Gillion Crowet is full of small odd details of their friendship: how he was obsessed with lobster, so it was pretty much all she ever served him, and how when she went for dinner, “there was a table with a huge tablecloth that fell all the way to the floor, and when you stretched your legs out, you found a huge trombone underneath.” She feels the influence of Magritte everywhere. “He taught me to become like him – to see things in a different way. It’s a virus you catch quickly.” She is still sad, though, that she refused to let him paint her when she was newly married to Roland Gillion. Admittedly, he wanted to portray her made out of precious stones, with a bag of blood attached to her head. The young Anne-Marie, who had wanted something nice to give her husband, declined. “And he was furious! So disappointed, and he never made the picture… I was so young, so stupid.” Instead Magritte painted her much more classically, with a flesh-pink rose beside her, but “he called it ‘Le Combat’ – because it had been a fight!”

René Magritte at home in Brussels in 1967
René Magritte at home in Brussels in 1967 © Wolleh Lothar/Süddeutsche Zeitung Photo/Alamy
La Fée ignorante, 1956, by Magritte
La Fée ignorante, 1956, by Magritte © ADAGP, Paris and DACS, London 2022

Magritte gave Gillion Crowet her Empire des Lumières more than 60 years ago, and she had it in her living room until she loaned it to Brussels’ Magritte Museum from 2009 to 2020. She is categorical that it is his masterpiece. “It had such an importance for him – he was proud of the perfection he’d reached in making it.” She notes admiringly that he “played with all the blacks in the canvas in an extraordinary way – the different tonalities he managed! It was very modern, really, compared to what he used to do, which were more charming little pictures – this is a really strong picture.” She calls Magritte an “excellent painter”, which is almost a surprise, as the potency of his images has arguably surpassed much consideration of his craft. “Yes – I don’t get that,” she says. “It’s a mistake. He really knew how to paint.”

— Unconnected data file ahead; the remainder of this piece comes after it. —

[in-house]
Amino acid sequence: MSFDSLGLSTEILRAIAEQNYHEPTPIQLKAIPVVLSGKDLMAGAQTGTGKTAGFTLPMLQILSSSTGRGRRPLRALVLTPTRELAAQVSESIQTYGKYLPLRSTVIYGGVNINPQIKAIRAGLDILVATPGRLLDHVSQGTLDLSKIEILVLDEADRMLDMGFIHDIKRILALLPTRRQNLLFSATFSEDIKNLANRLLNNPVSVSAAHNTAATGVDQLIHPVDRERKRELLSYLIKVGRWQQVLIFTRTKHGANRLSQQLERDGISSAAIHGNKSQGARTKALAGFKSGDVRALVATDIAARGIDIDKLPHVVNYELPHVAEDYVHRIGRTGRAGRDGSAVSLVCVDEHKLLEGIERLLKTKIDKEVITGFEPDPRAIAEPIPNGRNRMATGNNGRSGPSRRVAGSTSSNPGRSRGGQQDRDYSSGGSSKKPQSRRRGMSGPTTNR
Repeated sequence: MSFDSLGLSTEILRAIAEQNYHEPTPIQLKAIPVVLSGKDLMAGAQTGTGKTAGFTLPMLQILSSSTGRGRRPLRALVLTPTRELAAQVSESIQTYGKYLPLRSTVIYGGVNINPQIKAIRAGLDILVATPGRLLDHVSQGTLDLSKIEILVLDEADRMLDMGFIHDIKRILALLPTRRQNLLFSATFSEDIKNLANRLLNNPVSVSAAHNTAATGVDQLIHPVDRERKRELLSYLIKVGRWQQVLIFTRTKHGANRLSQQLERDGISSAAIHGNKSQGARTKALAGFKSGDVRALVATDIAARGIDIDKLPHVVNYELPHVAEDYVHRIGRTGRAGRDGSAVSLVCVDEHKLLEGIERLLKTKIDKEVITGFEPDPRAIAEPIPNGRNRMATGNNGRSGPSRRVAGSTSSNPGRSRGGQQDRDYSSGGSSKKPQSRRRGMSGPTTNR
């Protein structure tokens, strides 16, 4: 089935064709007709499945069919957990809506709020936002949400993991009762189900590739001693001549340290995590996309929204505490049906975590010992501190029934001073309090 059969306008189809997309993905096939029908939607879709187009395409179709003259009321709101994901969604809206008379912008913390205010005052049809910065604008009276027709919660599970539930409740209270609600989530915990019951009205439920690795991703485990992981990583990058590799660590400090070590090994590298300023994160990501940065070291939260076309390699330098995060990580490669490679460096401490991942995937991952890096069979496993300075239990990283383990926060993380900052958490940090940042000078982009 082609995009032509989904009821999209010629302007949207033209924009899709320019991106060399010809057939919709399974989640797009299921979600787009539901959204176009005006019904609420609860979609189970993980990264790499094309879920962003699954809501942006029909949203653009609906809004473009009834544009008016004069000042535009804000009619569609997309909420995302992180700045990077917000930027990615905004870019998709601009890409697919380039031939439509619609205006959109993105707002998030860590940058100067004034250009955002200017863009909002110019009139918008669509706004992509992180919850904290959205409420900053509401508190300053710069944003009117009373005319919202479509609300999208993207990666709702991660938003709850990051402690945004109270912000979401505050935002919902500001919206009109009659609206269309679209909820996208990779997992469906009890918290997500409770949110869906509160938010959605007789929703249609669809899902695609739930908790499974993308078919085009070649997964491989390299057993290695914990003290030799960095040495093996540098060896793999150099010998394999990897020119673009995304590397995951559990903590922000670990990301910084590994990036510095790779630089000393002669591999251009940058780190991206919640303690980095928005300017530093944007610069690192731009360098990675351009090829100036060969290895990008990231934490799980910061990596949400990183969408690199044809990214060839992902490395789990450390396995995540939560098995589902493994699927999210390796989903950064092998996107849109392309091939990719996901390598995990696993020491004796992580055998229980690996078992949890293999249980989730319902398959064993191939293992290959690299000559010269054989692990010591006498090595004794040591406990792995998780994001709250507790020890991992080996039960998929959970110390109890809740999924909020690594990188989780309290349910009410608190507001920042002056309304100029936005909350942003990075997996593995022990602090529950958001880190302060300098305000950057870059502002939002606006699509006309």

Why is she selling it, though? “I consider it to be a global masterpiece, and I can’t be selfish and keep it in our collections. I think this picture should travel the world and be seen and admired by everyone.” As for the vast price expected, “I have no clue about that,” she insists. “I have to say, it’s the side of things which I really don’t like, but which is necessary. And it’s important for Magritte.” Perhaps she needs it for her other purchases – she has been an insatiable collector for decades, donating a huge collection of art deco to Belgium’s national museum, or just recently publishing a book on her latest passion, Moroccan Berber jewellery. She also has more Magrittes, but “they’re staying at home”, she promises, to be left to her daughter and grandson. But this Empire, she insists, is a case apart. “I think it’s my duty to send it trotting around the world. Everyone has to see it. Voilà.”

Gillion Crowet actually once filled a special basement bar with art nouveau furniture just for Magritte. The artist “hated lifts – was scared of them,” and she lives on the sixth and seventh floors, so she prepared a “rather fun 1900s-style bar” downstairs where she’d receive him for dinner. Once he was there, though, he took exception to one of her symbolist birdcages into which she’d put a straw bird. “He said: ‘What are you doing with that straw bird in a cage?’ And I said, ‘honestly, René, what would you have me put in there?’ He replied: ‘an egg!’” So he brought her an ostrich egg, and she put that in the cage instead. “All surrealist memories,” she sighs, his enchantment still clear in her voice.